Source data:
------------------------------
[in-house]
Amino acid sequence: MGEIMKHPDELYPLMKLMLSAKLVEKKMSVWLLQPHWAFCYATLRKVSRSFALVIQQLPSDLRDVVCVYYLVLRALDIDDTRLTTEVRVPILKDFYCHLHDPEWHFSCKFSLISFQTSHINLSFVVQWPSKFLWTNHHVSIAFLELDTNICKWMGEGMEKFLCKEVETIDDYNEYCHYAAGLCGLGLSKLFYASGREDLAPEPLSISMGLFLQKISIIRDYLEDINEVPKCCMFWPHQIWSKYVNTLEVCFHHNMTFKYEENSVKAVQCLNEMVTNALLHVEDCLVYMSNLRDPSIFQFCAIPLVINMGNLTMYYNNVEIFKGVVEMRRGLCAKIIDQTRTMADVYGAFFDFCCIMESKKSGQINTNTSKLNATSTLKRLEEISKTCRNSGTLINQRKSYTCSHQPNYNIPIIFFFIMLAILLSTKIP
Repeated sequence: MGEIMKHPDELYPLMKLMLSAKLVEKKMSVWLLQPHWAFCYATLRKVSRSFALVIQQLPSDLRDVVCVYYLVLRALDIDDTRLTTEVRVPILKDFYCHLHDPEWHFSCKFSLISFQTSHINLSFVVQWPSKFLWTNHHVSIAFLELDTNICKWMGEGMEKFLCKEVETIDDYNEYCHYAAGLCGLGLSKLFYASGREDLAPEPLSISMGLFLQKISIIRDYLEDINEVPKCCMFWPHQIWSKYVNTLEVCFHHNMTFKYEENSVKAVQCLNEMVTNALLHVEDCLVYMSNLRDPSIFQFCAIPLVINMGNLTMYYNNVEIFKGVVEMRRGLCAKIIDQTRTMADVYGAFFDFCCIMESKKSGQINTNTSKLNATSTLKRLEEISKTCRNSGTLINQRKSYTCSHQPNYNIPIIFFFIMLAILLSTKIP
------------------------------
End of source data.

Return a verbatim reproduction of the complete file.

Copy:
[in-house]
Amino acid sequence: MGEIMKHPDELYPLMKLMLSAKLVEKKMSVWLLQPHWAFCYATLRKVSRSFALVIQQLPSDLRDVVCVYYLVLRALDIDDTRLTTEVRVPILKDFYCHLHDPEWHFSCKFSLISFQTSHINLSFVVQWPSKFLWTNHHVSIAFLELDTNICKWMGEGMEKFLCKEVETIDDYNEYCHYAAGLCGLGLSKLFYASGREDLAPEPLSISMGLFLQKISIIRDYLEDINEVPKCCMFWPHQIWSKYVNTLEVCFHHNMTFKYEENSVKAVQCLNEMVTNALLHVEDCLVYMSNLRDPSIFQFCAIPLVINMGNLTMYYNNVEIFKGVVEMRRGLCAKIIDQTRTMADVYGAFFDFCCIMESKKSGQINTNTSKLNATSTLKRLEEISKTCRNSGTLINQRKSYTCSHQPNYNIPIIFFFIMLAILLSTKIP
Repeated sequence: MGEIMKHPDELYPLMKLMLSAKLVEKKMSVWLLQPHWAFCYATLRKVSRSFALVIQQLPSDLRDVVCVYYLVLRALDIDDTRLTTEVRVPILKDFYCHLHDPEWHFSCKFSLISFQTSHINLSFVVQWPSKFLWTNHHVSIAFLELDTNICKWMGEGMEKFLCKEVETIDDYNEYCHYAAGLCGLGLSKLFYASGREDLAPEPLSISMGLFLQKISIIRDYLEDINEVPKCCMFWPHQIWSKYVNTLEVCFHHNMTFKYEENSVKAVQCLNEMVTNALLHVEDCLVYMSNLRDPSIFQFCAIPLVINMGNLTMYYNNVEIFKGVVEMRRGLCAKIIDQTRTMADVYGAFFDFCCIMESKKSGQINTNTSKLNATSTLKRLEEISKTCRNSGTLINQRKSYTCSHQPNYNIPIIFFFIMLAILLSTKIP